But this was not easy either. The double skin of the tent had to be placed over the poles and then weighted down with the ice blocks before it blew off again. This was difficult enough to do with four fit men. With three in a state of near exhaustion it was an exercise in refined torment. Scott and Wilson, being the tallest, held the tent to windward and, as the gale billowed into the tent, hauled it over the frame. Bowers then raced around to try to get the ice blocks in place before another huge gust lifted the whole billowing mass of canvas up and off the frame. Then the frame blew down. They had to start again.
By the time they had succeeded in getting the tent up, they were all very cold and nearly beyond further effort. But after a while the idea of some food and a little to drink inspired them, so that slowly they began the routine with ice and cooker which led to some meagre sustenance.
Afterwards they huddled into their sleeping bags to drift and doze, hoping that sleep would nurse them soon and without nightmare.
Scott’s thoughts were of Oates. He was a man, Scott reflected, who epitomised so much of the English upper-classes. Oates’s exaggerated carelessness and eccentricity in matters of dress, his reserve, his unwillingness to enthuse, his contempt for outward show, all spoke of a man with the confidence of high birthright and wealth. Scott had often felt that Oates secretly despised him, but he could hardly tell. Certainly they had had their rows over the ponies, none more so than when on the depot journey Oates had urged him to travel further than One Ton depot and cache the carcasses of pony meat. If he had listened to Oates’s advice, they might even now be basking in the reassurance of renewed food and fuel supplies.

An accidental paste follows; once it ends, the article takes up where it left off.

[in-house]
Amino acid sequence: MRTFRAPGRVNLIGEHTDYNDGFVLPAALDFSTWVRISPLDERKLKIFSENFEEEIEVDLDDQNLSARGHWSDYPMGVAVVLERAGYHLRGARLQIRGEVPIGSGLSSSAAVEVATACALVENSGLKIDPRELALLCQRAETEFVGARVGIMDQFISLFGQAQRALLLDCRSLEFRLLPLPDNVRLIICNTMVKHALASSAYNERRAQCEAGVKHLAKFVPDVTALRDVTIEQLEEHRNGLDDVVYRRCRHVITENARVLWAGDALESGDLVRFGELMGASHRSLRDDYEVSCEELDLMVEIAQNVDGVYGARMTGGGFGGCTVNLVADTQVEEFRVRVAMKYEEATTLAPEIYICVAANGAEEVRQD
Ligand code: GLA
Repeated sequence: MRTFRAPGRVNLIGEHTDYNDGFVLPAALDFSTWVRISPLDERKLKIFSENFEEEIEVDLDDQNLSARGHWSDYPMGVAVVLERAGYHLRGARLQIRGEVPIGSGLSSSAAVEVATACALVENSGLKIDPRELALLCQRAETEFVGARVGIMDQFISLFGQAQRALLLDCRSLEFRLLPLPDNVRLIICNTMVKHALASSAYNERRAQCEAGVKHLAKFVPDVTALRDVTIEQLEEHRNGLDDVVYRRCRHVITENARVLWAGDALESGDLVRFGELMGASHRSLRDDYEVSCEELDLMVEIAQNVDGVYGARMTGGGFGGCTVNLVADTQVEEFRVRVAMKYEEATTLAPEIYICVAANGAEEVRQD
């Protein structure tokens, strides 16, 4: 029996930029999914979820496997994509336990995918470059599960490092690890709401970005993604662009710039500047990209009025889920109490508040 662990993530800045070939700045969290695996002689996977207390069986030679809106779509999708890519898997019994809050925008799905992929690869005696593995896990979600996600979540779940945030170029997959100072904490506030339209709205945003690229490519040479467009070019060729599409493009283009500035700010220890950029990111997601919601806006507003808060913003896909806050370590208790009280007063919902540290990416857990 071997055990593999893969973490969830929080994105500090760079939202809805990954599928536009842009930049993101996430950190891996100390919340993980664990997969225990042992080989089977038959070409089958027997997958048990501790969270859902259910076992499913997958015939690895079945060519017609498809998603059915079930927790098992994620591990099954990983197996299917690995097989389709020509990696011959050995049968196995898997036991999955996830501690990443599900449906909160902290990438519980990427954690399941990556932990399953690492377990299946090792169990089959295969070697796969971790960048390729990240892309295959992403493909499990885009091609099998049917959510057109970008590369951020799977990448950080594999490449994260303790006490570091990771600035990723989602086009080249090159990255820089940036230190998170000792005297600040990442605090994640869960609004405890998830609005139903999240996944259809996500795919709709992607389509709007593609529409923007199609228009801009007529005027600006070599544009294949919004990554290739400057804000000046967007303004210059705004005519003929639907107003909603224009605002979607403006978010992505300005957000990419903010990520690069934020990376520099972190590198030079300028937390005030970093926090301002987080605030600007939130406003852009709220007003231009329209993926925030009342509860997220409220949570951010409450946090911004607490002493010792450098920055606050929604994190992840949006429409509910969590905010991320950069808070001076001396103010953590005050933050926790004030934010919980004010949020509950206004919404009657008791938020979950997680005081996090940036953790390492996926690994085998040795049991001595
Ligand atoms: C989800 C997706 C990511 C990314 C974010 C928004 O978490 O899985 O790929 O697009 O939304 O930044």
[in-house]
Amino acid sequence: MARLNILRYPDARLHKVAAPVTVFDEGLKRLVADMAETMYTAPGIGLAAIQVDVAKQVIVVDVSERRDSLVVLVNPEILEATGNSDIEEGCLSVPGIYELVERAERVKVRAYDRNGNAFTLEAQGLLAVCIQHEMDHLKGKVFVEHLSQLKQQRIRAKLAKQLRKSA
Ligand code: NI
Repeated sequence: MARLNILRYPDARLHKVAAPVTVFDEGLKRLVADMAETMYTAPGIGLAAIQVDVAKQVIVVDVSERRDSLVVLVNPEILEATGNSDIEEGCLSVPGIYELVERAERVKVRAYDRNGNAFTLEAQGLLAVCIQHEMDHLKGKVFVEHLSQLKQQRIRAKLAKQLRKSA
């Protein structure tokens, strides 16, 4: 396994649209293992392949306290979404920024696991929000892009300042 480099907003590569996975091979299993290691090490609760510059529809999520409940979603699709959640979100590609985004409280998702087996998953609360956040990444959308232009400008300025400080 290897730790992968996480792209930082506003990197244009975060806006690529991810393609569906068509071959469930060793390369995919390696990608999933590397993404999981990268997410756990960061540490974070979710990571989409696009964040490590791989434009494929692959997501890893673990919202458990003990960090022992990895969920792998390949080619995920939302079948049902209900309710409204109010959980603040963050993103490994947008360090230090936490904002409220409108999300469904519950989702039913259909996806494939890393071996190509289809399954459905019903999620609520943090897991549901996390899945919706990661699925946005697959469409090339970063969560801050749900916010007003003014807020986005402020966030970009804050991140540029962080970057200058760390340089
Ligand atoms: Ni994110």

Such thoughts were uncomfortable. Easy to be right in hindsight, Scott thought. Not so easy to make decisions at the time. And it wouldn’t have done to let Oates think he could rule the roost. Scott had been painfully aware of Oates’s superior class and educational background and knew that he had to assert the authority of his military rank so as not to compound this disadvantage. At least I’ve given him a decent epitaph, thought Scott. And as he neared sleep, incongruously he thought of the night in the hut when Oates had given his lecture on horses and ponies. His laconic delivery had brought the house down. At the end, Oates had told a story about a dinner party at which he had been a reluctant guest. One of the young women of the party had been late, so the others had started dinner without her. When she arrived flustered and embarrassed, she attempted to explain. ‘I’m sorry but that horse was the limit,’ she said. ‘Perhaps he was a jibber,’ said the hostess, coming to her aid. ‘No,’ the young woman replied wide-eyed, ‘he was a fucker. I heard the cabby say so several times.’ Only an aristocrat could get away with a story like that. And yet, thought Scott, it was the aristocrat and the working-class Edgar Evans who had failed first. Perhaps there was something to be said for middle-class tenacity and ambition after all.